Children's rights and business principles

In January 2017, the Telia Company Board of Directors decided to make Children’s Rights a focus area within the company’s approach to Responsible business, which is an area with high priority for the board. It was decided that Telia will use the “Children’s Rights and Business Principles” (CRBP) as a framework for this.

The CRBP are like the Convention of the Child for corporations. The principles have been developed by Save the Children, UNICEF and UN Global Compact and considers the company’s workplace, market and its touchpoints with the community where the company operates. We follow the actions described in CRBP and use them as guidelines in our work.

In collaboration with Save the Children we made a GAP analysis of our business, which resulted in an action plan based on materiality in the perspective of our specific business as a telco operator, where Principle 1, 2, 4, 5, 6 and 10 stood out as areas where we could make a difference.

Participating, evolving, sharing

In the autumn of 2015 Telia Company was invited to participate in the Global Child Forum at the Stockholm Royal Palace, where we were inspired to listen to children’s own thoughts and initiated the Children’s Advisory Panel. After two successful rounds of listening to children (approximately 1500 children in total), we again participated in the next Global Child Forum in Stockholm in spring 2018, where we shared our experiences.

Hearing what children have to say about the opportunities, challenges and benefits of life online helps us improve our approach to children as tech users, and it’s good for business. “They give us insight,” said Johan Dennelind, CEO of Telia Company, “but that’s not why we were originally doing it. That’s a spillover, and we shouldn’t be shy talking about this. They’re future customers and stakeholders, so there’s a real business meaning. Otherwise, it would not be sustainable.”

The report from the Global Child Forum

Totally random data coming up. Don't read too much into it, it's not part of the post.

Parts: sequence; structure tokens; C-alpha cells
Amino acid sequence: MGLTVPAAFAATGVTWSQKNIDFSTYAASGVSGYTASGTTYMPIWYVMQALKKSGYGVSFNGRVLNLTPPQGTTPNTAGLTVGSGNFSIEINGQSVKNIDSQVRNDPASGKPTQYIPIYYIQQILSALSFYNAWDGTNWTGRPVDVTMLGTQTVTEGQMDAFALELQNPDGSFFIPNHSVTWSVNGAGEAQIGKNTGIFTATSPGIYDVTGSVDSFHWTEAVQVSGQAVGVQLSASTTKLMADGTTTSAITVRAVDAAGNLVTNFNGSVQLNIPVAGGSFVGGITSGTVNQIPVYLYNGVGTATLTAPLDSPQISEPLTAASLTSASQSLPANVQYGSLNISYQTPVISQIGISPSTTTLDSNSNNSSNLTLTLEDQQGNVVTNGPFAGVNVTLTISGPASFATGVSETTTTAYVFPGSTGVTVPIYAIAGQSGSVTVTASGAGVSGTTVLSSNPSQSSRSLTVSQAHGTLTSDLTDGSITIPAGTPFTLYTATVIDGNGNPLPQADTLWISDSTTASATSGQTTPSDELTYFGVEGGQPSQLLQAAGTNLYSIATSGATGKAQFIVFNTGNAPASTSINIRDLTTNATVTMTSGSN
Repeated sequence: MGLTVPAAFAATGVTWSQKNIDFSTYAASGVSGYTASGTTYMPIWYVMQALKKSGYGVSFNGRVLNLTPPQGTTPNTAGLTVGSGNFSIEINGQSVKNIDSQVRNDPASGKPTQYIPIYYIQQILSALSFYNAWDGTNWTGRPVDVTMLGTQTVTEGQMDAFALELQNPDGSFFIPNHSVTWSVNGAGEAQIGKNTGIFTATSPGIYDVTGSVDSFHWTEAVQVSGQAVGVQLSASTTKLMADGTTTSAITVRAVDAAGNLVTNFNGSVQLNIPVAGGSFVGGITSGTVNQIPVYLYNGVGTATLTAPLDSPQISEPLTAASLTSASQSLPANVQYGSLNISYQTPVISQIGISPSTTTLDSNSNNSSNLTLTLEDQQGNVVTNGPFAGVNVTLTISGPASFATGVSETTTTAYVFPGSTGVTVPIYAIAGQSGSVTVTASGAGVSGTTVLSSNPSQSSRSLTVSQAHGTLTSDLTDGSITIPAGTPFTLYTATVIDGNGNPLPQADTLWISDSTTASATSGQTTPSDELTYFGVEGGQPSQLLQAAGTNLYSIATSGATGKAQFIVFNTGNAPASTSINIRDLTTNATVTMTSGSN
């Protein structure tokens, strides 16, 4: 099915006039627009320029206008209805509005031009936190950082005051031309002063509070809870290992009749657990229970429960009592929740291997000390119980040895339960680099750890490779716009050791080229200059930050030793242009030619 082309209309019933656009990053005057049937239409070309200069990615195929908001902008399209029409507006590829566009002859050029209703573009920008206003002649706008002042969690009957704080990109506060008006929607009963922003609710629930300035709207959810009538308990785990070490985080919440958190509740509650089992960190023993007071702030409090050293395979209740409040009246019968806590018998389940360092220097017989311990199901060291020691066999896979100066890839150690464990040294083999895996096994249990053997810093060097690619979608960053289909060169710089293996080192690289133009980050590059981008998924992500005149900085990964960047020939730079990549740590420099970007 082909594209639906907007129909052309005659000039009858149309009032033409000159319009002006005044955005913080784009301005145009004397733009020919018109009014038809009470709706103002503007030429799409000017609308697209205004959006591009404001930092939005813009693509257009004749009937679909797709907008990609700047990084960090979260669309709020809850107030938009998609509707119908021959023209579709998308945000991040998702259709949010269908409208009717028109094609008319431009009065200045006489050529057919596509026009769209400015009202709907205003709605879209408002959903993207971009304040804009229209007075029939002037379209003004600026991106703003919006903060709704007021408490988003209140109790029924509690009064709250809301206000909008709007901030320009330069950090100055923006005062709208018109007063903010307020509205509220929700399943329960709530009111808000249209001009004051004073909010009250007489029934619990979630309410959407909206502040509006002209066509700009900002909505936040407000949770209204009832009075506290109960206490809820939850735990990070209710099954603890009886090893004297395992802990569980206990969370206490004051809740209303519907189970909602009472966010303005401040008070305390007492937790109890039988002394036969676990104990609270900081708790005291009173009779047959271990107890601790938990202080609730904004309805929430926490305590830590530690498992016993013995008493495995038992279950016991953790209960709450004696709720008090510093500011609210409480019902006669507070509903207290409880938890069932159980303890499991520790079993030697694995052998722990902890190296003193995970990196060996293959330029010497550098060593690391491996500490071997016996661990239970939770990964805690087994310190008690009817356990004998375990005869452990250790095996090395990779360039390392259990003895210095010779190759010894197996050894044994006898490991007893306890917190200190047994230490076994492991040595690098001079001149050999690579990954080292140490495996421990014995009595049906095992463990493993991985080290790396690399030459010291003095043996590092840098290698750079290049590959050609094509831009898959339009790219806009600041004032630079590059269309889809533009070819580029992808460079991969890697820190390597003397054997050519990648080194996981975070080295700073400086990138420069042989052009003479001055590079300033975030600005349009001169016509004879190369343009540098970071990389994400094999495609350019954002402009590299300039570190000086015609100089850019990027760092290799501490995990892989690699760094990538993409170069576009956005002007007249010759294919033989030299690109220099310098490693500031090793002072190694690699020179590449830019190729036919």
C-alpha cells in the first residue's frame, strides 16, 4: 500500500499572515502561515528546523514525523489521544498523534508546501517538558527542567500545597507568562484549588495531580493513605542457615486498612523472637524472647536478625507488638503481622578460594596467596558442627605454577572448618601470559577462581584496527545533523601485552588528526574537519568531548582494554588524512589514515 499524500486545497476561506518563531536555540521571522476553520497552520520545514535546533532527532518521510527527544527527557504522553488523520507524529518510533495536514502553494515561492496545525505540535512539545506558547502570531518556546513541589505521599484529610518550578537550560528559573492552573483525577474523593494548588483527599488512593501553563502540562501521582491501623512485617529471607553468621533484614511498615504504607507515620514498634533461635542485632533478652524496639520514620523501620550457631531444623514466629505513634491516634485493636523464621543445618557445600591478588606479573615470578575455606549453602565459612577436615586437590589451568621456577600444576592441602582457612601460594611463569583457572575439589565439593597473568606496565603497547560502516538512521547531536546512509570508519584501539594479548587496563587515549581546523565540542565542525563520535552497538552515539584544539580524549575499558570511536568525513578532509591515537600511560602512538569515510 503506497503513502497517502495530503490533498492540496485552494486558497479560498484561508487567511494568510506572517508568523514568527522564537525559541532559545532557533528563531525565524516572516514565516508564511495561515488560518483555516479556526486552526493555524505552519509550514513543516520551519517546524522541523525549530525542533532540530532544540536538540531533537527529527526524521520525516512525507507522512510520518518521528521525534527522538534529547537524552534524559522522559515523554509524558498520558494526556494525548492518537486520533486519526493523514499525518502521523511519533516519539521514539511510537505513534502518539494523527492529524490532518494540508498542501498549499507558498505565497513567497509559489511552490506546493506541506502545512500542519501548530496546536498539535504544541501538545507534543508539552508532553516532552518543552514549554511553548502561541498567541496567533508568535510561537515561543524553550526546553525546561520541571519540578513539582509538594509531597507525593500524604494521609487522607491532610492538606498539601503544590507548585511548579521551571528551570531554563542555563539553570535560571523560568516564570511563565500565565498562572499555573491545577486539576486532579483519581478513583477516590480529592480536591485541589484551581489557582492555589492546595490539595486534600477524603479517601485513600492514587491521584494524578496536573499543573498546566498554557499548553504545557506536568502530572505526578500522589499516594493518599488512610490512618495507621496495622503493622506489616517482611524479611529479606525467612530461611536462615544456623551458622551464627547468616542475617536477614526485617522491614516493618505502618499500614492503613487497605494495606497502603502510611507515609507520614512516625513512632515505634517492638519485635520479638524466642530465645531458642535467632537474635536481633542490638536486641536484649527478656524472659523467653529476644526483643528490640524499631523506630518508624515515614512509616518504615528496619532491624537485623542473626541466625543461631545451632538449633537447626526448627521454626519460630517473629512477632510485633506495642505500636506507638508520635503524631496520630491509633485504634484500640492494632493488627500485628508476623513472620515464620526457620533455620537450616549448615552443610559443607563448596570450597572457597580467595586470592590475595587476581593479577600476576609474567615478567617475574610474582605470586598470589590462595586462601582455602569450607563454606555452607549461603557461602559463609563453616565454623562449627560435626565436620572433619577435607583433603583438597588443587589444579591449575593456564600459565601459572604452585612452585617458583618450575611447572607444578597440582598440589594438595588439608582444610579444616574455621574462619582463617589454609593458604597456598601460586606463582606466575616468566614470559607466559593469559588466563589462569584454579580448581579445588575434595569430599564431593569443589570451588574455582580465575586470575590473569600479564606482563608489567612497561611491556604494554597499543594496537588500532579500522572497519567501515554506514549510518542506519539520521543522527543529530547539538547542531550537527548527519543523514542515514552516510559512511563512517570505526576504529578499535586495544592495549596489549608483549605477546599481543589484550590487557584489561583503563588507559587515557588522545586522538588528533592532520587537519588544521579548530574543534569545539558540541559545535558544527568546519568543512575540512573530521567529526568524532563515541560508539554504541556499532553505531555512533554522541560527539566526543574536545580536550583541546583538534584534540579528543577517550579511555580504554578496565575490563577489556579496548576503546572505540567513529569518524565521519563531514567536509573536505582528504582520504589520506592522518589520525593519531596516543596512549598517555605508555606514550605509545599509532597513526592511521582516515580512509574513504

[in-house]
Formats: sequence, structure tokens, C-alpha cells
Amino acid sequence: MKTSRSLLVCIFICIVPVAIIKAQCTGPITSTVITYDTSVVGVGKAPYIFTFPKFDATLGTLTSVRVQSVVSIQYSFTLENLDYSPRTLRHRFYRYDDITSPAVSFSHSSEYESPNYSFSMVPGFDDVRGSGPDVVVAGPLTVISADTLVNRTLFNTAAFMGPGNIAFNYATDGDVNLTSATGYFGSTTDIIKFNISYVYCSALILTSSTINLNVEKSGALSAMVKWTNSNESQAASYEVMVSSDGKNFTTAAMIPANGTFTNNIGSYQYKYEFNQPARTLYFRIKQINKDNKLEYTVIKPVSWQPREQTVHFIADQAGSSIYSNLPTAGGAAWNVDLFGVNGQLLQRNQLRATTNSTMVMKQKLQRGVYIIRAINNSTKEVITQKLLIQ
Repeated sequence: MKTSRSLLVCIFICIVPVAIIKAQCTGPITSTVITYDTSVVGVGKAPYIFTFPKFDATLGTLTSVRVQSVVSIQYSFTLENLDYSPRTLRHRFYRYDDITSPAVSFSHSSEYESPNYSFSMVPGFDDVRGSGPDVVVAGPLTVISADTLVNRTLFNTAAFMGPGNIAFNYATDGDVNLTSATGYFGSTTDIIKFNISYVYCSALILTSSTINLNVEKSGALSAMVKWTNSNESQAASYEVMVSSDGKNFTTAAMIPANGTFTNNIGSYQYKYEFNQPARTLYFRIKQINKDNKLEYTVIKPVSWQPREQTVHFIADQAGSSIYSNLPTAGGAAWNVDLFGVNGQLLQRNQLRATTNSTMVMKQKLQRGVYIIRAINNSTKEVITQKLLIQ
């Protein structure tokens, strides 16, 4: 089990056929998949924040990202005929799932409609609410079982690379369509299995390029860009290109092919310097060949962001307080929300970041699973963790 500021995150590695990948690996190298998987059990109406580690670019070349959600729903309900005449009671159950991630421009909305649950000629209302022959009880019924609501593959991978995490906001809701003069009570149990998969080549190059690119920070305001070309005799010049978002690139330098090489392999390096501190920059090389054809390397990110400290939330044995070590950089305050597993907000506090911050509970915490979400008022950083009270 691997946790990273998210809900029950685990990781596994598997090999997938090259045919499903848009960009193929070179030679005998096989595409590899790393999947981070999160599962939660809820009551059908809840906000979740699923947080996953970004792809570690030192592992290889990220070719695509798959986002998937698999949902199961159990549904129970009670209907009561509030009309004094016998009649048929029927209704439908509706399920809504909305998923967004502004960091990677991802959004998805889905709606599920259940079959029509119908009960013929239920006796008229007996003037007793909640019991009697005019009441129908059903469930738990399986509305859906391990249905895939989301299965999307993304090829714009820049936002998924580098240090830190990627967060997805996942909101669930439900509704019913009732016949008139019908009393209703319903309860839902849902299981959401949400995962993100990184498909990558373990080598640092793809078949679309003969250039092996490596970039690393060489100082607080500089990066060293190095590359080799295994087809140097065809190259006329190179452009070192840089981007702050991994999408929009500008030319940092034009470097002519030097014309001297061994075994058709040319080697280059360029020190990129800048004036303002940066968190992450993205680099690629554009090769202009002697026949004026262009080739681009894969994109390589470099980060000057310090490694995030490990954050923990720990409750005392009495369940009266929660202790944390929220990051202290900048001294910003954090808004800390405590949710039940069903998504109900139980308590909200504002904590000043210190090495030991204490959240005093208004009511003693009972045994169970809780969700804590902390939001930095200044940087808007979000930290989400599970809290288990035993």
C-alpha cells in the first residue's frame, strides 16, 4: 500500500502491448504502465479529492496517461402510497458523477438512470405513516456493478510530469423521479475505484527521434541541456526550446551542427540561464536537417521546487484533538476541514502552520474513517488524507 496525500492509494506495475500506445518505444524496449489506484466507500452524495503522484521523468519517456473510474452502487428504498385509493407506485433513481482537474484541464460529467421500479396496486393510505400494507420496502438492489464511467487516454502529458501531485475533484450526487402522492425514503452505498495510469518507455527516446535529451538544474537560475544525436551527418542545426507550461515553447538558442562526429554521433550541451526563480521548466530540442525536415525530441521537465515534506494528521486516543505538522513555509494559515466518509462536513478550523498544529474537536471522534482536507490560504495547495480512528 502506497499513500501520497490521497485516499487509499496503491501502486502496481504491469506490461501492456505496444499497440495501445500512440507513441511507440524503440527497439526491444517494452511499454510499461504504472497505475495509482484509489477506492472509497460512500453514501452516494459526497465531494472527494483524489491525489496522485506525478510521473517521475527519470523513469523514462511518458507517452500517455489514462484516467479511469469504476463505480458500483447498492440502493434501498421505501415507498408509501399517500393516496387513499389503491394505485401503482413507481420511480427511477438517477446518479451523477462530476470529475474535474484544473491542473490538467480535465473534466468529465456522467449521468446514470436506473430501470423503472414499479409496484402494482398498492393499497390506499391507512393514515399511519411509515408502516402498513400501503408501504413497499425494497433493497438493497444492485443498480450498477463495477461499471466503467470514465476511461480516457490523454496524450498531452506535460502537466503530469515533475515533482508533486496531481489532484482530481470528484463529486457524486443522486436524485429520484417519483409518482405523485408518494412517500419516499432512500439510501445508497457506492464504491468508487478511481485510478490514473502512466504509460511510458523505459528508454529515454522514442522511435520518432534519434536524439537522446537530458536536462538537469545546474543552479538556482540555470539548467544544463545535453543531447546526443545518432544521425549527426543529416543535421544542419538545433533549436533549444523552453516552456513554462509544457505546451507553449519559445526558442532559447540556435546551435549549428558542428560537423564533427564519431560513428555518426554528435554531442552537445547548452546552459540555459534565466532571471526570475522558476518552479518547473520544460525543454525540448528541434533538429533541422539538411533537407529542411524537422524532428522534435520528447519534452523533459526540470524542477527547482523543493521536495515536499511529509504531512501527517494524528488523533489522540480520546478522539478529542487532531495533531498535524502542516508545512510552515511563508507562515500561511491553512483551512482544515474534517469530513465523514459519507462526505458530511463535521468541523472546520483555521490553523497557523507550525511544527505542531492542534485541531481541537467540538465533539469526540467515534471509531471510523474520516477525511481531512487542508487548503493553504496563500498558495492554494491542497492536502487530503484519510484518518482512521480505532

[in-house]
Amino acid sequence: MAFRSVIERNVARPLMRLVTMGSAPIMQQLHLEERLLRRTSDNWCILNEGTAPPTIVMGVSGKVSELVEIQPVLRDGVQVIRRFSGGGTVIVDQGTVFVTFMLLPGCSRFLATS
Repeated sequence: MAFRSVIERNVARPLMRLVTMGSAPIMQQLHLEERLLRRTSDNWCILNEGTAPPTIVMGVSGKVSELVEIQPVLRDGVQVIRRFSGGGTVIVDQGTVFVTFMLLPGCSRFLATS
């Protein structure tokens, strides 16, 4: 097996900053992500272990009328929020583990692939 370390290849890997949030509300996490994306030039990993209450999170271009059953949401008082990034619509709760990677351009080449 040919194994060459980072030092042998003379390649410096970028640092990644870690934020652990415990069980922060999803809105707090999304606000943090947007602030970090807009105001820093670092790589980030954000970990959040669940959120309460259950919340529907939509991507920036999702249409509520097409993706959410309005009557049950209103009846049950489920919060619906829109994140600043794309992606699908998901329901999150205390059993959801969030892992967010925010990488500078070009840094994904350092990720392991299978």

Process for working with children’s rights

Based on our own experiences we propose a simple process for other companies to start working with children’s rights in relation to their business.

  1. Look for management commitment to run a sustainable business
    “In order to be a responsible company, we work hard on sustainability, which is aligned with the UN SDG’s, Global Compact principles and our compliance framework.” Johan Dennelind, CEO, Telia Company.

  2. Build awareness of children’s rights and the framework
    Education of key internal stakeholders, preferably by knowledgeable child rights professionals. 

  3. Choose a company-specific approach and assessment
    Perform a gap-assessment based on the company’s own specific business.

  4. Acknowledge Children’s Rights as a focus area
    Awareness and commitment from top management. Supported by insights around the business value of supporting children’s rights.

  5. Formalise an action plan based on materiality
    Prioritise, specify and divide responsibilities based on the gap-assessment. Implement and follow up. 

  6. Seek support by child rights professionals
    Most companies don’t have the knowledge in-house and hence need support from a child rights organisation, with whom you can build a long-term, trusted relationship.

Want more information?

Visit Save the Children's Centre for Child Rights & Business

Contact Anna Augustson at Telia Company